I’m sure we have all experienced the phenomenon of starting on a project only to find that, rather like Alice in Wonderland, the whole thing gives itself a shake and you find yourself on entirely another path.  This was the case with the beautiful windows in St Peter’s Church.

The first thing we need to establish is that the window over the altar is referred to, in the records, as the east window while the one in the side aisle is referred to as being in the south side aisle.  Those of us who are familiar with the history of the church will know that it faces north, not east, and the side aisle is, therefore, on the east side.  Having cleared up this anomaly, I shall use the terms in the records for consistency’s sake.

Both windows were made by C E Kempe and Co. Ltd.  Charles Eamer Kempe was born in Ovingdean, near Brighton, on 29 June 1837.  A severe stammer prevented him from joining the priesthood so, according to Wikipedia, he said ‘if I was not permitted to minister in the Sanctuary I would use my talents to adorn it’. By the time of his death on 29 April 1907 his studio had produced over 3000 windows along with designs for altars, altar frontals, furniture, furnishings lych-gates and memorials.  According to his biographer, Adrian Barlow, Kempe and his artists and craftsmen made the studios ‘the most sought-after in the later nineteenth century’ and are ‘now being acknowledged and revalued ‘. I also went to investigate Chichester Cathedral’s Kempe windows and drew a blank.  I sent an email and received a reply from Carolyn who passed it on to one of the experts which states as follows:

There are two Kempe windows in Chichester Cathedral, one in the Mary Magdalene Chapel, the other in the Lady Chapel. There are two Kempe windows in the Cathedral. One is in the St Mary Magdalene Chapel at the eastern end of the South Choir Aisle; this window, as you found, has no wheatsheaf mark (for whatever reason). The other Kempe window is the tall three-light east window, high above the eastern side of the Retrochoir. Low down in the left- hand light of this window there is a wheatsheaf  mark; but it is difficult to discern, even with binoculars, on account of the height of the window and a horizontal saddle bar which partly obscures it.

A large memorial to him, installed after his death, is in the south transept, close to the Information Desk. 

The inscription reads: ‘ Remember ye in the Lord, Charles Eamer Kempe who in the constant dedication of his art to the adornment and Glory of God’s house served God in his generation, and departing this life the 29th day of April A.D.1907, was buried among others of his kin at Ovingdean, in the County of Sussex.  His friends who honoured him in life and now mourn him in death have caused this tablet to be erected in the Cathedral Church of the holy Trinity Chichester, praying God to have mercy on his & all Xtian Souls.’

On this memorial we see the three wheatsheaves which form part of his armorial and which he adopted as his maker’s mark.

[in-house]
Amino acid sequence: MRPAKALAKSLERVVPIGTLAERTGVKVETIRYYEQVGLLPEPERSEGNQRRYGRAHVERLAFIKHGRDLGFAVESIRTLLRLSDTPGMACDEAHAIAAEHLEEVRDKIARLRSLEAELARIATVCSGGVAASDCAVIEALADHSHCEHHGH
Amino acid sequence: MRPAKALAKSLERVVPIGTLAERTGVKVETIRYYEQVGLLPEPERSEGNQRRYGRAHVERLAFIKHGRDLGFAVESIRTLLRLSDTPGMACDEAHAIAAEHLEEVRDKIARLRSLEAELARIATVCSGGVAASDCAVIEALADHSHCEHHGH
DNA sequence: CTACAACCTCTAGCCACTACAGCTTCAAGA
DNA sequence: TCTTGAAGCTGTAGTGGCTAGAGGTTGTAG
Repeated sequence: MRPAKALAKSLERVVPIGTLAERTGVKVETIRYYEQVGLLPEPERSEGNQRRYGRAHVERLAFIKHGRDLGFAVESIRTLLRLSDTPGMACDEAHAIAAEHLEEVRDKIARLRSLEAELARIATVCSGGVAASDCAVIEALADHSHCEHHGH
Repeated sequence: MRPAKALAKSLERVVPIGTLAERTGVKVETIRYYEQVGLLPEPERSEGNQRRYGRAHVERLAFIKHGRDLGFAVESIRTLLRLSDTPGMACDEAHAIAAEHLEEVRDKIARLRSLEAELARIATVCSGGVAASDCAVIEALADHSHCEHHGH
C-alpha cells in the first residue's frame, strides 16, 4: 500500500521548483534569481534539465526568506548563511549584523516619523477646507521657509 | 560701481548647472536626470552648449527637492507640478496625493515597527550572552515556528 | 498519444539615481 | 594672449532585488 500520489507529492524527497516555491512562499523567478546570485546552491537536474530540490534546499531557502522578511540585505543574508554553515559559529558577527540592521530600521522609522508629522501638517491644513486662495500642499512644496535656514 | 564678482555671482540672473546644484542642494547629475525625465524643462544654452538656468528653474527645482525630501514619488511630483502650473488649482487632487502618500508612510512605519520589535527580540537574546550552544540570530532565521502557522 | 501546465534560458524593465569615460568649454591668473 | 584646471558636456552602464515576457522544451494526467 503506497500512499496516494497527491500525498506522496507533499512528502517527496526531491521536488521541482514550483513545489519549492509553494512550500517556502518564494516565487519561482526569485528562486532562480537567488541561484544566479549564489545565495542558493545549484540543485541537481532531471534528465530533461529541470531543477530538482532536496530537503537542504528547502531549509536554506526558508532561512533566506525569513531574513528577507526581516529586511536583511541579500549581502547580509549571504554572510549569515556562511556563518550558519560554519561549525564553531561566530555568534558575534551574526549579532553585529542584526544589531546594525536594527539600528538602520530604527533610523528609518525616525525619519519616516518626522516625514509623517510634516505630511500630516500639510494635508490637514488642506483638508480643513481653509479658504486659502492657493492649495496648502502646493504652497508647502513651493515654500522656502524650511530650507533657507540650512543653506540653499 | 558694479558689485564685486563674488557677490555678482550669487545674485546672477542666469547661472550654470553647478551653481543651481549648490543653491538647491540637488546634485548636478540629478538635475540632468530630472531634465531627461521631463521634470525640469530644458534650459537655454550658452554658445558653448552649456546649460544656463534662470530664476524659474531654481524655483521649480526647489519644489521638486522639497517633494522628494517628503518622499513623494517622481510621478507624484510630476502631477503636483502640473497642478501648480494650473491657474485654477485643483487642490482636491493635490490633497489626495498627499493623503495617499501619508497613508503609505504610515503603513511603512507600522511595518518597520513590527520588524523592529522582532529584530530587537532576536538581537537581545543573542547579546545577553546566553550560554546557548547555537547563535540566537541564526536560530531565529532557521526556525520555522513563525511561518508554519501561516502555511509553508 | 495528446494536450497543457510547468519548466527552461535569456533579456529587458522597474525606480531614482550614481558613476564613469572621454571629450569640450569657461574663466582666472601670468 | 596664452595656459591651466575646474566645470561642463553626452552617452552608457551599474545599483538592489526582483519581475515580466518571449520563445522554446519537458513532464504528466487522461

After his death and in accordance with his will, the studios were taken over by a relative, Walter Tower, and the maker’s mark was changed to indicate that the window was made by C E Kempe & Co.

The company was closed in 1934 as a result of the Great Depression.

Should you wish to know more about Charles Eamer Kempe and his work, Adrian Barlow has just published his biography ‘Kempe -The Life, Art and Legacy of Charles Eamer Kempe’, Lutterworth Press.

And now to the two windows in St Peter’s Church.

Perhaps rather controversially I will start with the side aisle window which is a memorial window to the parents and siblings of Fanny Farne Arnell Benstead, daughter of Henry Robinson Arnell, miller, and wife of Henry Benstead of whom you will learn more in future articles.

The tale started with the Commission Registers of C E Kempe & Co which show that on 7th April 1922 (Vol 7, p.90) window number 3088 was commissioned.  This was somewhat confusing as ever since Edward Heron-Allen wrote the Guide to the Church, this window has been described as being installed in 1906.  I contacted that fount of all knowledge, Tim McCann of the Heron-Allen Society, who came up trumps.  He found ‘a nice little file in West Sussex Record Office under Selsey 1922 (Ep.I/40 bundle 3383)’ in the faculty records for Selsey which he urged me to peruse.

The bundle starts with a handwritten note (in appalling handwriting) giving the proposed site of the window, the subject (Faith, Hope and Charity) and the donor, Fanny.  The cost was to be £240 and the supplier C E Kempe & Co, Ltd.  The dedication was recorded.  On 6th  February 1872, the Selsey Parochial Church Council discussed the window and petitioned Winfrid, Bishop of Chichester applying for a faculty to install it. The Petition notes that the Diocesan Consultative Committee on Faculties had already approved the design.  The petition was signed by the Incumbent, Rev. Mac and the two Churchwardens, Mr Ellis and one Henry Benstead, husband of Fanny Farne Arnell Benstead.  On 27th February, the Rector, Kenneth Holland MacDermott (aka Rev. Mac), wrote, in his elegant handwriting, applying for a faculty for the window to be erected.  He enclosed details and a sketch.   

The sketch is very beautifully executed at a scale of ¾ inch = 1 foot.  The window was to be 5 feet above the floor and depict, from left to right, Faith, Charity and Hope.  And here I quote directly from Adrian Barlow’s email to me:

The three Virtues are each shown with the 6-pointed halo of light (always in a Kempe window this distinguishes a personification from an actual saint, who would have a conventional halo). The headdress of each woman is very 1920s, don’t you think? Half-way between a wedding veil (Charity) and a cloche hat (Hope). Faith holds a rather beautifully shaped and decorated shield and Hope holds the conventional anchor.

Charity, holding two children, is an unusual representation, which I have not seen before. In fact the cartoon for this image may well have been developed from earlier windows showing Christ himself holding a child in his arms. You’ll notice that Charity’s right hand is half raised in blessing. A Virtue would not usually have been represented thus. At the same time she is shown standing beneath a red damask canopy and in front of a cloth of honour. This is more usually how one might have expected the Virgin Mary to have been positioned. The whole pose is suggestive of the Madonna and Child.

The artist who designed this window was John William Lisle, who had been Kempe’s Chief Draughtsman and continued in this role until his death in 1927.

It’s not unusual for windows to be mistakenly dated according to the latest date mentioned on an inscription – as 1904 is mentioned on your inscription.  I am sure this window cannot have been ordered in 1906.’